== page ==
What else are we going to do? 

Could you leftists PLEASE acknowledge just what it is that we're up against? We are up against an oligarchy of murderous psychopaths. Okay? Companies like NestlĂ©'s which pushed infant forumla in poor countries with no thought to the myriad dangers of this campaign, and for decades, ... including over a decade after having signed an international code of conduct forbidding such practices, and the death toll of malnourished infants can be [very conservatively] estimated at thirty-million. And yet, these murderous vermin continue to operate in the open, selling their products, showing us their ads, taking their profits, year after year after year.

This isn't an aberrant lack of oversight. This is systemic. This level of murderousness is A FEATURE of captialism. Not a "flaw." (Obviously it is flawed behaviour in the eyes of sane human beings. But it is evidently approved behaviour in the moral calculus of capitalism.)

And that's just one food conglomerate. There's the weapons industries. The parastitic financial sector. There's racist, authoritarian, toxic cops. There's a whole system of brutal, power-mad, amoral, grasping, shameless psychopaths. 

Public healthcare systems are one of the greatest life-savers in modern societies. They've proven their cost-effectiveness AND moral superiority to for-profit, individualized, private healthcare delivery systems for decades. So of course, the powerful US oligarchy resists it. And of course, bloated psychopaths like Doug Ford, stephen harper, Jason Kenney, ad nauseum, are seeking to destroy it here in Canada. Why would they want to do that? Who knows from out of the variety of influences upon these shrivelled souls and contemptible morons? Perhaps they're deluded ignoramuses who vaguely buy-into the lies of the private insurance providers and for profit medical community. Perhaps they appreciate the donations to their political parties from these for-profit parasites. Perhaps they think public healthcare services are wasted on poor people who should just die. Who knows? Who cares? It's enough that they want to bankrupt and kill so many of us that we should fight to remove them from power.

At the end of the day, we need to have a revolution to take power out of the hands of such people. We have to come up with systems of governance that bring power down to the community level while still maintaining national or international authorities to guarantee equality and human rights across countries and the planet. The details of this have probably been written about before, and are being discussed and studied today. But it's all academic if we never try to implement the revolution that's necessary to make them a reality.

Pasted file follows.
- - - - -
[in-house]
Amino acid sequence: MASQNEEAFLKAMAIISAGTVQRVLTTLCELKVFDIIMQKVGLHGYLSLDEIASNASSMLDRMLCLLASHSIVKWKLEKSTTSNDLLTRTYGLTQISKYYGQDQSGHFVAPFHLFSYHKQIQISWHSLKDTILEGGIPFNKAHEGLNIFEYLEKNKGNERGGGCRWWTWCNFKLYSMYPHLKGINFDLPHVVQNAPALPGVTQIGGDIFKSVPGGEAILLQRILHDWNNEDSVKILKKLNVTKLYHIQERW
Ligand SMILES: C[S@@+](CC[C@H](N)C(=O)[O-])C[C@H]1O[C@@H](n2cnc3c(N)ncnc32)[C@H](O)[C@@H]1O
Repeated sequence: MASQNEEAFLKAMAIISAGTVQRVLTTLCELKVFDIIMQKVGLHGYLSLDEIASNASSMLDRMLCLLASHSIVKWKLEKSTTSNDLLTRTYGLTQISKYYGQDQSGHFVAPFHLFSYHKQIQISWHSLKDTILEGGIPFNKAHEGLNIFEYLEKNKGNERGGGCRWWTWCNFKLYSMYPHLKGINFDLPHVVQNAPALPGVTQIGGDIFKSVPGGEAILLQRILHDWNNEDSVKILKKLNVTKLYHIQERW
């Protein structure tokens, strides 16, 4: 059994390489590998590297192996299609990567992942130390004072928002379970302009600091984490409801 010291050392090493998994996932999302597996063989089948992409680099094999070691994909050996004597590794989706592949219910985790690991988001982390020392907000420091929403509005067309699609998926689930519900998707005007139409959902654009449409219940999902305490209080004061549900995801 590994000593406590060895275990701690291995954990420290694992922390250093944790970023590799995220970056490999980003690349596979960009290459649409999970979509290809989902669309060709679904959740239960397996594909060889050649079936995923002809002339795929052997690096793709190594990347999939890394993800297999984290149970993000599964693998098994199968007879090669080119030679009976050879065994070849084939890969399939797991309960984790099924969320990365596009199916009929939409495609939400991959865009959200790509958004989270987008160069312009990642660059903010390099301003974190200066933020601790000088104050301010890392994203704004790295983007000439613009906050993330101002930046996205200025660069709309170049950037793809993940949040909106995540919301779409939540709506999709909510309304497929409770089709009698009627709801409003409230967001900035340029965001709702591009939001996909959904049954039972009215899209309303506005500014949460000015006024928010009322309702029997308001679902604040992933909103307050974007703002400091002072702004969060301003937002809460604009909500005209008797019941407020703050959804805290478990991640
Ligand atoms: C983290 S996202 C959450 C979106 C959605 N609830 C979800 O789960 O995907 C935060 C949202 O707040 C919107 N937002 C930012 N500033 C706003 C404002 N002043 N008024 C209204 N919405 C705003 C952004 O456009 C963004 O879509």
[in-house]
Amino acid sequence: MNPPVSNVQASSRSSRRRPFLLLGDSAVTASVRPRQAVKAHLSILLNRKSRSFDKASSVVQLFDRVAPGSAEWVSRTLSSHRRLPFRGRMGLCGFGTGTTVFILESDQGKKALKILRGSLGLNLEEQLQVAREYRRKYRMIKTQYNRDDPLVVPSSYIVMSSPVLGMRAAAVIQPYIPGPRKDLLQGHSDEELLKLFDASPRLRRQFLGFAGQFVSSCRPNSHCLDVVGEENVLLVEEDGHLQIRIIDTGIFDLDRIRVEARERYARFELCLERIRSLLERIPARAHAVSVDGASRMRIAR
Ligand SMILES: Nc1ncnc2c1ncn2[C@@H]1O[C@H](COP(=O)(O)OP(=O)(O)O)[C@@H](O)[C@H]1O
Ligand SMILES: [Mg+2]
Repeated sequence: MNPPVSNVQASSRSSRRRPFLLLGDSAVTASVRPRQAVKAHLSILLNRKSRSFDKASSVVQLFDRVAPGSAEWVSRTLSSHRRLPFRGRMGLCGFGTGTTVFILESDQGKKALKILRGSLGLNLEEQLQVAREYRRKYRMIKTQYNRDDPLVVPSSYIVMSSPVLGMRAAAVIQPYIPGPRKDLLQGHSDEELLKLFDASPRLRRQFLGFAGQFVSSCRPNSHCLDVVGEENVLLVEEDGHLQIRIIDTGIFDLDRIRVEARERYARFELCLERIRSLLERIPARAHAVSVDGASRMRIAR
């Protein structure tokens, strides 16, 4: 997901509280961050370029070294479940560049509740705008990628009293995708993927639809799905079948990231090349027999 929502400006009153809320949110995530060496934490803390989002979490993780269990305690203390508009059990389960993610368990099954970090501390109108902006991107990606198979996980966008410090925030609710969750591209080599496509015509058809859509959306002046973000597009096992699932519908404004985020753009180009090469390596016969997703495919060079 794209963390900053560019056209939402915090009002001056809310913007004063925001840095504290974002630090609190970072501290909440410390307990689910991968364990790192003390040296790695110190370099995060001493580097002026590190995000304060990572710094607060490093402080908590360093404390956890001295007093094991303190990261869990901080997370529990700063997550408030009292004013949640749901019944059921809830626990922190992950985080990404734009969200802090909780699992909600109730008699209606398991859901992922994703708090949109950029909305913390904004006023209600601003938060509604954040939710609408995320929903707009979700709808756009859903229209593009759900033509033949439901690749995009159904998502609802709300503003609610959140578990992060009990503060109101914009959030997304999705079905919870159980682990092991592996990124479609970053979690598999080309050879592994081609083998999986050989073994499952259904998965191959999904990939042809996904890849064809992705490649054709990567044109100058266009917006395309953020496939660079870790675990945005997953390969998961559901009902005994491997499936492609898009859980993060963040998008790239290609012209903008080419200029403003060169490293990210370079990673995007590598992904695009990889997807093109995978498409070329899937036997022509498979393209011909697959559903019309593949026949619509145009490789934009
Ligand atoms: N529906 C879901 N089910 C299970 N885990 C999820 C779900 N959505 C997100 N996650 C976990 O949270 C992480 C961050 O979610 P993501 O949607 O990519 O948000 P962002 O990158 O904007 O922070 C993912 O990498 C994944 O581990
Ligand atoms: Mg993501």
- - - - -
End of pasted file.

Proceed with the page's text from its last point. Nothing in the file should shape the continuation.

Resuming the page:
And make no mistake about it. The oligarchs and their bullying enforcers will resist. Our societies barf-up the most selfish, scheming, amoral, calculating, and shameless among us to rise to the top. They will use all their claws and fangs and lies (propaganda) to defend their positions. The idea that we can petition them to change, or shame them to renounce their ways is the most deluded stupidity. 

Are we then to have a violent revolution? "To the barricades comrades!!!" What barricades? What weapons do we have? What weapons do they have?  Is there to be a General Strike? Perhaps. Waves of rotating strikes. Consumer boycotts. Closing down of bank accounts and the formation of more democratic credit unions? 

The main thing is that we need to have a coherent goal, convince people of its virtues and articulate a coherent, valid strategy for getting there. "Workers as Citizens" obviously utlizes extra-parliamentary activism, but sees as crucial the use of existing political systems to create its legality. (At the very least, denying a democratically arrived-at, legitimate policy will serve to discredit the oligarchy and thereby radicalize the bulk of the population that supports it.)

After its implementation, ordinary, non-radical, workaday people won't have to notice some sweeping transformation of their lives. They can naturally, organically transform their workplaces as local circumstances permit or demand. And this includes the transformation of the economy necessary to ATTEMPT to mitigate global heating. This will also require states that have the resources to assist with the dramatic reductions in meat consumption, automobile use, plastics, useless consumer goods, airlines, etc., etc., ... Some people will be paid to stay home until beneficial work is found for them. Some workplaces will need to do massive re-tooling from wasteful consumerism to providing actual necessities. 

I've been tinkering with this blog post for a couple of weeks, in my spare time and I think I'll post it now, azzizz.